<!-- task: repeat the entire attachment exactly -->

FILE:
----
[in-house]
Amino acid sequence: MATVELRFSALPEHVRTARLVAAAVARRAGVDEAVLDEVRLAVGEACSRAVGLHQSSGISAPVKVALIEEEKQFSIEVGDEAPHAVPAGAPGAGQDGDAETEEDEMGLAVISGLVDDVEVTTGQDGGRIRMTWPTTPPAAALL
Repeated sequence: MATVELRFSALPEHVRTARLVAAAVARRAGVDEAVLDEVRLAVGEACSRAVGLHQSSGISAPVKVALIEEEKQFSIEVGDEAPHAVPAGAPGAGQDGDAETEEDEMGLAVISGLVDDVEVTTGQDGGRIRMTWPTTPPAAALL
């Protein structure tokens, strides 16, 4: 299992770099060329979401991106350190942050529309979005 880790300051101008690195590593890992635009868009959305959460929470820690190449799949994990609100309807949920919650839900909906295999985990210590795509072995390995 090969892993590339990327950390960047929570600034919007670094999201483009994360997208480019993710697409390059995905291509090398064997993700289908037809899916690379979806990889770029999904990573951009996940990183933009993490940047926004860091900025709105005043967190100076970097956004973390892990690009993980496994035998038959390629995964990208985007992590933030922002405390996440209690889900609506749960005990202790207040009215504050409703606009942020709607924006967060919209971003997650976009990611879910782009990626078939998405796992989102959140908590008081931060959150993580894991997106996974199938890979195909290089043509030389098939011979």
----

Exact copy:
[in-house]
Amino acid sequence: MATVELRFSALPEHVRTARLVAAAVARRAGVDEAVLDEVRLAVGEACSRAVGLHQSSGISAPVKVALIEEEKQFSIEVGDEAPHAVPAGAPGAGQDGDAETEEDEMGLAVISGLVDDVEVTTGQDGGRIRMTWPTTPPAAALL
Repeated sequence: MATVELRFSALPEHVRTARLVAAAVARRAGVDEAVLDEVRLAVGEACSRAVGLHQSSGISAPVKVALIEEEKQFSIEVGDEAPHAVPAGAPGAGQDGDAETEEDEMGLAVISGLVDDVEVTTGQDGGRIRMTWPTTPPAAALL
């Protein structure tokens, strides 16, 4: 299992770099060329979401991106350190942050529309979005 880790300051101008690195590593890992635009868009959305959460929470820690190449799949994990609100309807949920919650839900909906295999985990210590795509072995390995 090969892993590339990327950390960047929570600034919007670094999201483009994360997208480019993710697409390059995905291509090398064997993700289908037809899916690379979806990889770029999904990573951009996940990183933009993490940047926004860091900025709105005043967190100076970097956004973390892990690009993980496994035998038959390629995964990208985007992590933030922002405390996440209690889900609506749960005990202790207040009215504050409703606009942020709607924006967060919209971003997650976009990611879910782009990626078939998405796992989102959140908590008081931060959150993580894991997106996974199938890979195909290089043509030389098939011979």